I’m not the only one who’s stressed out. There’s busy traffic, suicidal pedestrians, work pressures, bills, unexpected life events, medical concerns, judgemental people, cats trying to trip you, price fluctuations, eternal questions about life, the Universe, and Everything. I’d make an exhaustive list but quite frankly, Dear Reader, we don’t have that kind of time.
I (and practically everyone else on this planet) often seek ways to reduce stress. Perhaps a Zen koan, a few moments of meditation, some soothing tea, a relaxing game. A hobby. Creating a refuge. Baking. Once again, there are so many things to try that we don’t have the time needed to list them.
I rediscovered an old favorite, someone with a voice that’s like a mug of warm cocoa and a hug for the ears. I feel my blood pressure dropping as he speaks. I feel whole, like I’m okay, like I’m Just Enough, like I can do anything when I listen.
I’m talking about Bob Ross, of course.
During his long career as a painting instructor on PBS he taught a lot of people to make art. But he also tried to tell everyone that they could believe in themselves. The paintings he gave away after each show have been sold to make money for charity. He was like Mister Rogers for adults. Once a hard-ass Sargent in the Air Force, he had a dream of never having to yell or scream at anyone again. He found ways to make art. He learned the wet-on-wet oil painting technique that let him create whole paintings during short snatches of time, when he escaped the rigidity of the Service to create his own world.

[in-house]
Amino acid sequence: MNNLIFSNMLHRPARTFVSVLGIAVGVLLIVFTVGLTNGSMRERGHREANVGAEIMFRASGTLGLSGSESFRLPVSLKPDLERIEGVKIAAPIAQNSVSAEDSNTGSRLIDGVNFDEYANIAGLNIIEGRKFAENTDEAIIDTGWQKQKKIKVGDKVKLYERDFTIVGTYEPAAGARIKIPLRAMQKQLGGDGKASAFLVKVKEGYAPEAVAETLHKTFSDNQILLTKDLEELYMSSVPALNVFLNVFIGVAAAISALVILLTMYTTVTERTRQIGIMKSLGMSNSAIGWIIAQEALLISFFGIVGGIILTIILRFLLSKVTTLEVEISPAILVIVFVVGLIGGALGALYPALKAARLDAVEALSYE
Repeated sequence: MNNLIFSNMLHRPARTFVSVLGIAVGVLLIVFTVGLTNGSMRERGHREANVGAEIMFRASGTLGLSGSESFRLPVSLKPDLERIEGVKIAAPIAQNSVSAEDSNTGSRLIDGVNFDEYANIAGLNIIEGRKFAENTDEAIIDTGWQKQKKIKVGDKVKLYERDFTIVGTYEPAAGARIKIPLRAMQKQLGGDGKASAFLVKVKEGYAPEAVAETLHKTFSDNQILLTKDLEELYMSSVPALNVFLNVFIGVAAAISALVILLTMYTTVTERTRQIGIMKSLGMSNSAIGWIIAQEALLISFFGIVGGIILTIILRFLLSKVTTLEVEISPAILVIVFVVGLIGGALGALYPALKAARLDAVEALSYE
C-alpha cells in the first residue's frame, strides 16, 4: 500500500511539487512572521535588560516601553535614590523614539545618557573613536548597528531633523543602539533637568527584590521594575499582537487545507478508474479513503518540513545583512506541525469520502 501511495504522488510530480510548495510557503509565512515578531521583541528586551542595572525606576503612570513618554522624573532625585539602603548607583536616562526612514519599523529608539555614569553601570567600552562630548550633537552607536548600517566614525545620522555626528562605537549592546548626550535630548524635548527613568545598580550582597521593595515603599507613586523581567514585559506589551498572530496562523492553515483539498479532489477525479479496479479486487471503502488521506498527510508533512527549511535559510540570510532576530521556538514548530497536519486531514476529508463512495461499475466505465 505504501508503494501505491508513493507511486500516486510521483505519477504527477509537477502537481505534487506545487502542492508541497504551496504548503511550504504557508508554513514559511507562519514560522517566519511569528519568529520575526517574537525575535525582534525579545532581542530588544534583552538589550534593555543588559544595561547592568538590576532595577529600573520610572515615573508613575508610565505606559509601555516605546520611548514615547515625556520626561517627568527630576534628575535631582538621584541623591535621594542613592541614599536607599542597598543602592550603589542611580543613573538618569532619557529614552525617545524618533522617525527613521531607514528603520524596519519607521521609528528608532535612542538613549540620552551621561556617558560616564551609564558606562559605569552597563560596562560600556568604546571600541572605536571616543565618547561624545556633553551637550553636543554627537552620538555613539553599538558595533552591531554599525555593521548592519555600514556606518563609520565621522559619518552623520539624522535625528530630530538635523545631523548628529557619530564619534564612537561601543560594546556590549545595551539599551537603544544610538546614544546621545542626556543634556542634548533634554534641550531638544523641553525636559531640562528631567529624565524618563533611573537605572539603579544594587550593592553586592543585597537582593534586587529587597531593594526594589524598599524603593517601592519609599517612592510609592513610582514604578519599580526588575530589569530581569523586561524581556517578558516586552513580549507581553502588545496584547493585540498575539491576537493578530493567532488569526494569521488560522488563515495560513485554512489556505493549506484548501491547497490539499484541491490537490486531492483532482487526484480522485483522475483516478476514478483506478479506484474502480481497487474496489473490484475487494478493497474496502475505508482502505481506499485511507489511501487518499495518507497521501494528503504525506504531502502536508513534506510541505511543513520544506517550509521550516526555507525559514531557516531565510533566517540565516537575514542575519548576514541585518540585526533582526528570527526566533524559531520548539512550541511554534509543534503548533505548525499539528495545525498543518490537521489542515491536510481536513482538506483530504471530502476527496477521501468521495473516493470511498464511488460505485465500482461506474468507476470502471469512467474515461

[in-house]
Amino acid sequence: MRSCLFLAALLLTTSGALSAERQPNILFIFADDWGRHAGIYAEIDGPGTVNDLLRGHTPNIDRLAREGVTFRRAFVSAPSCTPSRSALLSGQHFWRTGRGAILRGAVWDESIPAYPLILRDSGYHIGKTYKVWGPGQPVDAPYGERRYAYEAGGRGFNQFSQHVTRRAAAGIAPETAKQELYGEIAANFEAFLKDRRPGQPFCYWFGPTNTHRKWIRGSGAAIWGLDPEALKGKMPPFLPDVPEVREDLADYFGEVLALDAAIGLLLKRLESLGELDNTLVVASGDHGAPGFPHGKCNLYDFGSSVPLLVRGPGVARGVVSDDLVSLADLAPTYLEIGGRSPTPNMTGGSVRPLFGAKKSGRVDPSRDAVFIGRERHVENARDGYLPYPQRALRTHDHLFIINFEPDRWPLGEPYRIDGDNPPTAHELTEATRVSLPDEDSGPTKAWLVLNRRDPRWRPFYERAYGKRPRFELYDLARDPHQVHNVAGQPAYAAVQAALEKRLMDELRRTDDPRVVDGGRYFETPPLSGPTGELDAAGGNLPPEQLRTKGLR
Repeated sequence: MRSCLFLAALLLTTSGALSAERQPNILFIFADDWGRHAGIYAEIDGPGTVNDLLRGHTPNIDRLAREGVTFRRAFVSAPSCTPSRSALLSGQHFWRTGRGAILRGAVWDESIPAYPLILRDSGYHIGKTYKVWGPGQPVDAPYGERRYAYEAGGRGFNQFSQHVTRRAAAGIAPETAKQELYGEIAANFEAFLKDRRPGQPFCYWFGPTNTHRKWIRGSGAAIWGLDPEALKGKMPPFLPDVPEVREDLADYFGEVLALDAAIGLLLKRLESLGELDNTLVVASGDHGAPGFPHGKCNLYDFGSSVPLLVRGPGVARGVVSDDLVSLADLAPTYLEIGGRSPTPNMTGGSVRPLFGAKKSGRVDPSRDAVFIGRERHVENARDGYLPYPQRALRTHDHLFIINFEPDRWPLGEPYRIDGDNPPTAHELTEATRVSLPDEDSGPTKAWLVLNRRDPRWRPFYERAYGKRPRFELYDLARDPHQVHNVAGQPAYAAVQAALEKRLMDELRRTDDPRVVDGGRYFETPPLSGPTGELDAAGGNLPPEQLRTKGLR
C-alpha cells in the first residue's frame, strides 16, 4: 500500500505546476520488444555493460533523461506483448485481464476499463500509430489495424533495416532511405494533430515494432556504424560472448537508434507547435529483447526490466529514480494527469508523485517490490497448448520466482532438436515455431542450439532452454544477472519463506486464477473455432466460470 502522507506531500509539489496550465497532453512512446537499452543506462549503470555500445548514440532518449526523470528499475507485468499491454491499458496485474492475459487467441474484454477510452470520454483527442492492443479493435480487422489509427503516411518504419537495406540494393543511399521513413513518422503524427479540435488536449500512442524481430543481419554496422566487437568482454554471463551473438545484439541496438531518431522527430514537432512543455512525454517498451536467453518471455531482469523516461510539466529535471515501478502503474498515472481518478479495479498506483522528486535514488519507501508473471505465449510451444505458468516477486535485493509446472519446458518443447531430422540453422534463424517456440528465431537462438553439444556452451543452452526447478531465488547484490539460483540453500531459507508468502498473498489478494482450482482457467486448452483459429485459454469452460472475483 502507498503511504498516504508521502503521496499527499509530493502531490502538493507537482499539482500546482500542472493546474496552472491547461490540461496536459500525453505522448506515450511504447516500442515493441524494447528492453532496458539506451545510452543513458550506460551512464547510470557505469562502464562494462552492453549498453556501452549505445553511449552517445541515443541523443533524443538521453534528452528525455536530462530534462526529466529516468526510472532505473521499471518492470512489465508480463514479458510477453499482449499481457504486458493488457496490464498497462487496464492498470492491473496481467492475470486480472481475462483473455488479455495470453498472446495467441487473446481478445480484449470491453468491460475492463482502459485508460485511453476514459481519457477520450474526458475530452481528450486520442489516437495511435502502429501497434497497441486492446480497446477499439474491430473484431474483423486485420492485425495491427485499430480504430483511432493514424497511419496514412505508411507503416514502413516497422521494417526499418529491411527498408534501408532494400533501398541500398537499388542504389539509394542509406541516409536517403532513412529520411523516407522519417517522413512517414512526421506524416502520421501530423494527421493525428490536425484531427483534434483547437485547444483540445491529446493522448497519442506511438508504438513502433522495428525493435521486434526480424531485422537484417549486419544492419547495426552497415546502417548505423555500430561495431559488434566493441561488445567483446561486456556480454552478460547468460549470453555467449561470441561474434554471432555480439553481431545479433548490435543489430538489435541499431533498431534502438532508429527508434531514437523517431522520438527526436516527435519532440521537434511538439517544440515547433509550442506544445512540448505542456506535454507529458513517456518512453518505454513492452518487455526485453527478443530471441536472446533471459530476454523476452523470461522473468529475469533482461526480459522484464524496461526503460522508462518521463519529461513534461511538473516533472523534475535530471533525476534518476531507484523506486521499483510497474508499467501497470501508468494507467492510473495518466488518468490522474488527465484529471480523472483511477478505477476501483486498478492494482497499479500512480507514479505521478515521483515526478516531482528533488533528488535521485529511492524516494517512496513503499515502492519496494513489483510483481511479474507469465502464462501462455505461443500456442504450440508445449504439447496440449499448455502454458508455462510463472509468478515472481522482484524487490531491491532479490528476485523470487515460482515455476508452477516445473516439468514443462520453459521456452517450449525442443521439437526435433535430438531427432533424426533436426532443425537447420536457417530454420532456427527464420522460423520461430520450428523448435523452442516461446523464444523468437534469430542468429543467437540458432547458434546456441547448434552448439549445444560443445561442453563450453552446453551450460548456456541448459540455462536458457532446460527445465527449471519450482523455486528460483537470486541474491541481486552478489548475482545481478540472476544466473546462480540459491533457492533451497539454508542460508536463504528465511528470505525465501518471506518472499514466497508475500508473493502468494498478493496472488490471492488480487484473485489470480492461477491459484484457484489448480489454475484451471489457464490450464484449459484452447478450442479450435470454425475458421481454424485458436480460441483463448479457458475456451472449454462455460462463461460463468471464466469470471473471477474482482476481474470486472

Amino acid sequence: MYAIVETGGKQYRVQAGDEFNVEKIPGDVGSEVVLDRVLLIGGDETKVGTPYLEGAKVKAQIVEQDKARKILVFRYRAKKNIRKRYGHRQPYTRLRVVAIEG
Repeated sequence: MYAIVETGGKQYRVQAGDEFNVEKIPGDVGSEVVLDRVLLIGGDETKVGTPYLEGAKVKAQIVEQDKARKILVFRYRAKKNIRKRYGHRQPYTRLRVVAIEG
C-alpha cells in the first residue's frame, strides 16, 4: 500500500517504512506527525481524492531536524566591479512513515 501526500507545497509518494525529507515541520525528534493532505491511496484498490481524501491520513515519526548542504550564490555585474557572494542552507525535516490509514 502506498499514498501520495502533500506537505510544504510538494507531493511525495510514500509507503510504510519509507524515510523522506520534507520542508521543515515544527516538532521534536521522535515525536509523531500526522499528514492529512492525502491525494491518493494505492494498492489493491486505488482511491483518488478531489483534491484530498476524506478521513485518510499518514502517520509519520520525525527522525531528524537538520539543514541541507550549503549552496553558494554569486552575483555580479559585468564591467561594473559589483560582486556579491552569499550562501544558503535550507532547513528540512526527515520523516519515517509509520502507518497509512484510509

I came looking for Zen and I found Bob.
I don’t paint with oils – too messy. But I can use some of his techniques with other media. I want to learn to keep that vision and that peace that he offers through his show in my heart. To continue to strive for excellence, but temper it with gentleness and playfulness. So that no matter what, art stays fun.
From now on I’m going to try and watch at least one of his episodes per week, as a meditation but also a way to learn to create that kind of hopeful world within my heart.
Here’s to you, Bob. You left the world better than you found it.